Oppositional Framework: Ever since the advent of television, political campaigns has become less about the actual issues and ideas a candidate supports and more about how hip their personality is or how attractive they are to the nation. Candidates are more interested in appealing to voters on an emotional level than on a serious intellectual level. What kind of political credentials does Lena Dunham have to endorse the Obama campaign? She is a celebrity and her opinions should not be what is driving people’s notions on who to vote for. This ad is frivolous and silly. It doesn’t really address any solid facts or present any of Obama’s plans on how to fix the economy or what to do about the environment. Instead it makes a bunch of dumb jokes about losing your virginity. It’s trivial and quite honestly it makes one believe that maybe Obama isn’t taking this campaign very seriously at all. This ad is just a mixture of elements that are deemed as “cool” for this generation. It involves a risqué joke, a celebrity endorsement, and a hand held interview style.  Most of this ad is just fluff with Lena talking about her previous voting experience. This ad should be showing Obama and it should be filled with actual facts. It shouldn’t be an elaborate joke. 

Wednesday, October 24, 2012

The Medium is the Message

Medium is any extension of ourselves. In that case, there is no more prominent medium in our generation than social media. 

Wednesday, October 3, 2012


          The main relationship in Lolita, while incredibly unsettling, is a fascinating contradiction. The love that Humbert has for Lolita is all encompassing and so strong that he still thinks about the girl longingly years after the fact. His attraction is also incredibly fleeting. Throughout the novel Humbert talks about the appeal of the nymphet and how their allure only lasts for a short period of time. When first describing nymphets Humbert says “the idea of time plays such a magic part in the matter.” He brings up puberty constantly as if it’s a ticking time bomb always looming in the distance. Humbert is only attracted to a certain kind of girl at a very particular age. Once they grow out of that bracket he looses interest. In Lolita, Humbert finds the epitome of every nymphet quality he is looking for. Her mere presence makes him weak in the knees and he spends the first half of the novel pining over her. The attraction he has towards her is intense. One of the reasons he is so fervent with his desire for her is because she is just on the cusp of growing up. The novel progresses at a rapid pace that is partially created by Humbert updating how much Lolita has grown over periods of time. The more Lolita grows into womanhood the more resentment starts to grow within Humbert towards her. This is shown most clearly during their 2nd road trip in the novel. At this point Lolita is going through a growth spurt and Humbert describes in inches and pounds. This is the trip where Lolita is becoming increasingly more independent as she grows into being a teenager. She starts running off with boys, which makes Humbert furious.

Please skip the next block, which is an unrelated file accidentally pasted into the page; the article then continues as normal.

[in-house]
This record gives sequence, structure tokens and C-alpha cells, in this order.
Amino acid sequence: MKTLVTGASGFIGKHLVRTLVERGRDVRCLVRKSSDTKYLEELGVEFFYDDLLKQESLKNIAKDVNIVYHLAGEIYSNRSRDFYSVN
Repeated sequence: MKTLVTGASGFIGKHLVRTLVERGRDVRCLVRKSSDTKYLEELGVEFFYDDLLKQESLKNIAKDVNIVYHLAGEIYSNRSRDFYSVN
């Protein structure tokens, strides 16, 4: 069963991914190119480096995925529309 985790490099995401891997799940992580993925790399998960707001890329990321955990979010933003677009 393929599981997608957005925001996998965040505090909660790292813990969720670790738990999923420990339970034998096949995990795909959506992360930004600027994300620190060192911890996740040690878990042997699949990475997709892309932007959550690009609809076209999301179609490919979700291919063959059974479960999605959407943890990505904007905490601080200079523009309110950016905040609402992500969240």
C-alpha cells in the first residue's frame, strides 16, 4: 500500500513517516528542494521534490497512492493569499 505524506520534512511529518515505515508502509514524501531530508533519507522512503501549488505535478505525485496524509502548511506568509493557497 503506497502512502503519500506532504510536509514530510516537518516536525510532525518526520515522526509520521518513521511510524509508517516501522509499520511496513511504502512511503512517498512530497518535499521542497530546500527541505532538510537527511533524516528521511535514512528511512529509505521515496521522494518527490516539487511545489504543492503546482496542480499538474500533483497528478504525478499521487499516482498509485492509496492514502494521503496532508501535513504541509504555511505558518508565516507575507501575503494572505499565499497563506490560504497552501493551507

His budding resentment for her and her actions is very much so in the same vain as his feelings towards grown women. The way Humbert describes adult women in the novel is with complete distain. In his wives he only sees every feature that proves their age. He is almost to a point of being totally repulsed by the mature female figure. While working at a university in America he mentions is distain for the female coeds. It’s the aging process that gives his love for Lolita a time limit.

Despite this, the fleeting nature of Humbert’s physical attraction to Lolita is far outshined by his powerful love for the idea of her. He is infatuated with this perfect nymphet image he puts upon Lolita. Lolita isn’t even her real name; just a pet name he latches onto when fantasizing about the young Dolores. It’s clear that his initial attraction is all based on fantasy because Dolores does nothing more with Humbert then act like the child she is. She walks around aimlessly and reads comics. To Humbert she is something glorious to behold. The initially love Humbert has for Lolita is so strong that even during the time of “writing” the dissertation that the book is claiming to be he still writes about his Little Lo pensively. The love with the ideal outlives the physical attraction. This constant back and forth between his passionate feelings towards this fabricated romance with the harsh realities of the real world create the main conflicts and tension in the book. Humbert takes Lolita on a year long road trip after her mother dies in an effort to spend as much time as possible with his soon to be outgrown nymphet. While he attempts to make this excursion one of romance and excitement, the reality is it’s a trip filled with paranoia. Lolita is actually Dolores, a pre-teenage girl who is constantly trying to push Humbert’s buttons by getting him into trouble. There relationship brings up the question of whether or not what Humbert feels for Lolita is lust or love. When you truly love someone, you want the best for them. Humbert could care less about Lolita. He takes her out of school so he can spend more time with her. He brings her into his life on the run. These are all selfish acts.  So as many times he writes about his love for Lolita in the novel it must be taken lightly.